Crystal Nix-Hines is an attorney, screenwriter, producer, and diplomat who was born in Wilmington, Delaware, on August 23, 1963. Her father, Theophilus R. Nix Sr., was the second African American attorney admitted to the Delaware bar, and her mother, Dr. Lulu Mae Nix, was the founder of several social service organizations. Hines received her BA in International Relations from Princeton University (1985) and her Doctor of Law (JD) in 1990 from Harvard Law School. While at Harvard, Nix-Hines was also a Supervising Editor of the Harvard Law Review.
Nix-Hines began her professional career as a reporter for The New York Times before becoming a Law Clerk (following law school) in the U.S. Court of Appeals for the Ninth Circuit Judge William A. Norris from 1990 to 1991. She then served as a Law Clerk for Supreme Court Justices Thurgood Marshall and Sandra Day O’Connor from 1991 to 1992. Nix-Hines next served as a Special Assistant to the General Counsel at the Capital Cities ABC media company from 1992 to 1993.
In 1993, Nix-Hines moved into government service, holding multiple positions at the U.S. Department of State, including as Special Assistant to the Legal Adviser from 1993 to 1995, Counselor to the Assistant Secretary for Democracy, Human Rights and Labor, and Member of the Policy Planning Staff from 1995 to 1997. While at the Department, she used her legal expertise to help spearhead the establishment of the International Criminal Tribunals for Rwanda and for the former Yugoslavia.
From the State Department, Nix-Hines returned to the private sector, first serving as a Special Counsel at the O’Melveny & Myers LLP law firm from 1997 to 2000. She would then move into television, becoming an Independent Producer, Co-Producer, and Writer on multiple shows on Disney/ABC, Inc., from 2000 to 2011. Her legal expertise and government experience were vital to her success as she wrote and produced for award-winning television shows, including The Practice, Alias, and Commander in Chief. Nix-Hines then served as Counsel at Quinn Emanuel Urquhart & Sullivan, LLP law firm from 2008 to 2014.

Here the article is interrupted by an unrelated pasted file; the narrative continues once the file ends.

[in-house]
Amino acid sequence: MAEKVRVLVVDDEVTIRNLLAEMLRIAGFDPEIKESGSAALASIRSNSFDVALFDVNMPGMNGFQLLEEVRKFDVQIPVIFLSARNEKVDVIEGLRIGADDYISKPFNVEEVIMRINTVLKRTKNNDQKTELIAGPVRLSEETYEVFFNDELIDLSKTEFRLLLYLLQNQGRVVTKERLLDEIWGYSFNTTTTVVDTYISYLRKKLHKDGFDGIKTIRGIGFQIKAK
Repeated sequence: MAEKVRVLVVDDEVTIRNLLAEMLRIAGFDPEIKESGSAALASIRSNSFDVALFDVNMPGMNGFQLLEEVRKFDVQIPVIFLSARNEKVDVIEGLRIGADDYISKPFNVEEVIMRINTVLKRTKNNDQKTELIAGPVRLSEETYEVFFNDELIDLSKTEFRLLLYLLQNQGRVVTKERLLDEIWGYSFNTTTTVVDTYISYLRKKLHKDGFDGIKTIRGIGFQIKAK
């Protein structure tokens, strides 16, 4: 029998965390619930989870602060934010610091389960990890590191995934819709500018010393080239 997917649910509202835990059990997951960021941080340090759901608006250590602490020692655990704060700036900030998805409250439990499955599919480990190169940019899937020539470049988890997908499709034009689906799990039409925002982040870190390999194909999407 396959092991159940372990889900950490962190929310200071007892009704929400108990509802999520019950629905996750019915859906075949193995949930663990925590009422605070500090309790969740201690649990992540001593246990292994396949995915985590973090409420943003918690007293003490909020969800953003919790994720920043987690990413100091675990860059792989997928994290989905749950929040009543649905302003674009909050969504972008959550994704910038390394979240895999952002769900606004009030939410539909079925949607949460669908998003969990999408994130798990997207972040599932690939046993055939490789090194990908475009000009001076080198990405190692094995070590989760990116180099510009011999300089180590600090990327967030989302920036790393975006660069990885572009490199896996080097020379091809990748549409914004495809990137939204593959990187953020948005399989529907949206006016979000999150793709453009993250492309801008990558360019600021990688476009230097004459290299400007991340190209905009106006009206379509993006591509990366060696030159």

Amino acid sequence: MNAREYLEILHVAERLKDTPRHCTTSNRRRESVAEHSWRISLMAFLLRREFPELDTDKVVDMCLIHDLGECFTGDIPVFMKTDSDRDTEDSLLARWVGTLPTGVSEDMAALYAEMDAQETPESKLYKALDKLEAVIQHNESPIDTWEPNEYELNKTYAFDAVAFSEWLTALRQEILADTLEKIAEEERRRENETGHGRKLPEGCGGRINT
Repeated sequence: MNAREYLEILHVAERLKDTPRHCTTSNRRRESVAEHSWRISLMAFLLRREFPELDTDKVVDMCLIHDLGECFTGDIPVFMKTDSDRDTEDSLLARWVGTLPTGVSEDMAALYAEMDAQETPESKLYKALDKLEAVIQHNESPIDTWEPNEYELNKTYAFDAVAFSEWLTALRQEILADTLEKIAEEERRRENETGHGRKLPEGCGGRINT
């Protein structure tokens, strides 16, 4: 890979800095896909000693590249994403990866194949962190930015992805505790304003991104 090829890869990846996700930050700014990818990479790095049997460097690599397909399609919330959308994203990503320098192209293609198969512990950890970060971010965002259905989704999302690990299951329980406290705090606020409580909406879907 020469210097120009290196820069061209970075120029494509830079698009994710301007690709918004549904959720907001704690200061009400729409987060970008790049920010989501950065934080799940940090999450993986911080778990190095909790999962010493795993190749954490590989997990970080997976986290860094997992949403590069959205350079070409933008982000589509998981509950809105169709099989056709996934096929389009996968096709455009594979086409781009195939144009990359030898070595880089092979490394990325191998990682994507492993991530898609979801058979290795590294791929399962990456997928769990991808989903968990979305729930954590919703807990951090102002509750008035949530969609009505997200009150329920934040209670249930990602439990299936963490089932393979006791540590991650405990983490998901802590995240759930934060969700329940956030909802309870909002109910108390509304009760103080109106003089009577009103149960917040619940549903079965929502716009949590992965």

In 2014, President Barack Obama tapped Nix-Hines to become the Permanent Representative of the United States to the United Nations Educational, Scientific and Cultural Organization (UNESCO), with the rank of Ambassador. UNESCO, based in Paris, France, is an agency of the United Nations (UN) that promotes world peace and security through international cooperation in education, arts, sciences, and culture. After Senate confirmation in June 2014, Ambassador Nix-Hines served as U.S. Ambassador until 2017. While with UNESCO, Ambassador Nix-Hines launched major education-related global public-private partnerships, including the TeachHer Initiative, which empowered girls to pursue science, technology, engineering, agriculture, and math (STEM) careers.
Ambassador Nix-Hines returned to the U.S. in 2017 and became a Partner at Quinn Emanuel Urquhart & Sullivan, LLP. She remains there at the time of writing. She co-chairs the firm’s Crisis Law and Strategy Group, and, in this capacity, was selected as one of two of its attorneys who would be primary special counsels for the external review of the events surrounding the November 13, 2022, mass shooting at the University of Virginia where three people were killed, and two others were injured. Four of the victims, including the three who died, were members of the university’s football team.
Ambassador Nix-Hines is married and has two children.